I created a set for each of the 4 operations – addition, subtraction, multiplication, and division.

I plan to store my games in cute snowman sacks I picked up at Walmart.

If anyone is interested in getting a FREE set, leave a comment below.  I’ll have a random drawing when the temperature here gets above freezing – sometime Sunday afternoon.

Stay warm and have a great weekend!

It’s Turkey Time! *FREEBIE*

Time sure has been flying by this year!  I can’t believe it’s almost Thanksgiving already.  Each year my teamies and I send home this awesome project.  The kids are told to disguise their turkeys so they won’t be eaten for Thanksgiving.  I’m always amazed at what the kids come up with. 

This is the pattern we give them.  The turkey is from Lita Lita.

Here are a few from this year.

We have the kids include speech bubbles with their turkeys.  It’s a short piece of writing, but it is great for discussing writing from 1st person point-of-view and persuasive techniques.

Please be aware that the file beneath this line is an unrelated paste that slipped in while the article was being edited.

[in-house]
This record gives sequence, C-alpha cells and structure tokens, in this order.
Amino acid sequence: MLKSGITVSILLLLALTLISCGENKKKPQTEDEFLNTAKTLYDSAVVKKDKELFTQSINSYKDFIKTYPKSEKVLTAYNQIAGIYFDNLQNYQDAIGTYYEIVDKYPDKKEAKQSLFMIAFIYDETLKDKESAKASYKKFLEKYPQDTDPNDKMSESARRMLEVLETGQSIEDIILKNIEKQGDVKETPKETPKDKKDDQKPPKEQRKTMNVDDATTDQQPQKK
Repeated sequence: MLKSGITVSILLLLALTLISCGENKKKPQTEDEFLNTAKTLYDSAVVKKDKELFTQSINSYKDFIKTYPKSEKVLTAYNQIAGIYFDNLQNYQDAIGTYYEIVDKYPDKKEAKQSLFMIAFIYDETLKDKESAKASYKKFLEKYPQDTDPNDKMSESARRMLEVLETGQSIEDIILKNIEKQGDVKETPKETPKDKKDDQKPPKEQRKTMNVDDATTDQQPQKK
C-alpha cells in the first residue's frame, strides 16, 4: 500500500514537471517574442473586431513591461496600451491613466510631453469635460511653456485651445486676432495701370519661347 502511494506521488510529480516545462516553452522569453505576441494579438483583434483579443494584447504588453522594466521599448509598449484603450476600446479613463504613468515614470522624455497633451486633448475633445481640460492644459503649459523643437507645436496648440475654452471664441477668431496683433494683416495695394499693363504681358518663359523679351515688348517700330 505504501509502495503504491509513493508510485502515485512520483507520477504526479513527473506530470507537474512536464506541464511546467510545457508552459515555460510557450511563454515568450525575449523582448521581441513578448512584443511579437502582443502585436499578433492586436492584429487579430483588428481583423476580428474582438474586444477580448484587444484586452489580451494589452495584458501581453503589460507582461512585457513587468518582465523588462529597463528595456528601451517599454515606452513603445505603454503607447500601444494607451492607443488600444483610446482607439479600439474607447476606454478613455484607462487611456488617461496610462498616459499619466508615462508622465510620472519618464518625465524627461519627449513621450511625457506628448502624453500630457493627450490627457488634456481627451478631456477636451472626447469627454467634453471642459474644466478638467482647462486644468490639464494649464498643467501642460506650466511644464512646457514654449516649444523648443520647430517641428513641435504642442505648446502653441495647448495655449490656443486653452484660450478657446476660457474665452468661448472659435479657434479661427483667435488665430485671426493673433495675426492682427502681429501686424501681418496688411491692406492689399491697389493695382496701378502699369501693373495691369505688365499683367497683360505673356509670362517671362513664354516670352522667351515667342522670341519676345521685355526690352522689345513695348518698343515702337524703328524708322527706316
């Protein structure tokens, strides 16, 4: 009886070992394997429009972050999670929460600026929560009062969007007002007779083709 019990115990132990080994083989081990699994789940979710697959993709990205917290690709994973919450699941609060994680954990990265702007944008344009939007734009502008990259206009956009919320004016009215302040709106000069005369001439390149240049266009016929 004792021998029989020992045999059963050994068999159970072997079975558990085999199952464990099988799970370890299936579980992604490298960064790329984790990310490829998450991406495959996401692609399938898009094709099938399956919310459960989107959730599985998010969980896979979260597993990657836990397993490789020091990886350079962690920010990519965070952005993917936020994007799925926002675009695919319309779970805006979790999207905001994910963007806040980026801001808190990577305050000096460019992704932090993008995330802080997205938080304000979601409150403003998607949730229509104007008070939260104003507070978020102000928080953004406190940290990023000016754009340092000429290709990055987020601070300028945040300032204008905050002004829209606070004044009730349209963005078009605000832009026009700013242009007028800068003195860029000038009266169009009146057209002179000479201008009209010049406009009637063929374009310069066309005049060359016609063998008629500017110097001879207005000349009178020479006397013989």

You can get your own copy of this PowerPoint file here.  I’ve included an editable parent letter that you can customize to your liking.

Have a great week!

Paper Bag Matter Book *Update*

I hope everyone is enjoying fall.  Now that we have finally gotten some cooler temperatures here in Texas, maybe our poor air conditioner can take a break.

I have reformatted my paper bag matter book so that it will print better.  If you already have a copy of it, please hop on over to TpT and download the new version.

Paperbag Matter Book

This activity uses large paper sacks (12” H x 8.5” W x 6” D).  They aren’t the full-size grocery bags, but they are pretty big.  I bought mine from Sam’s Club, but I would imagine that other wholesale clubs would also carry them.

Have a great week!

Using Tablets as Interactive Whiteboards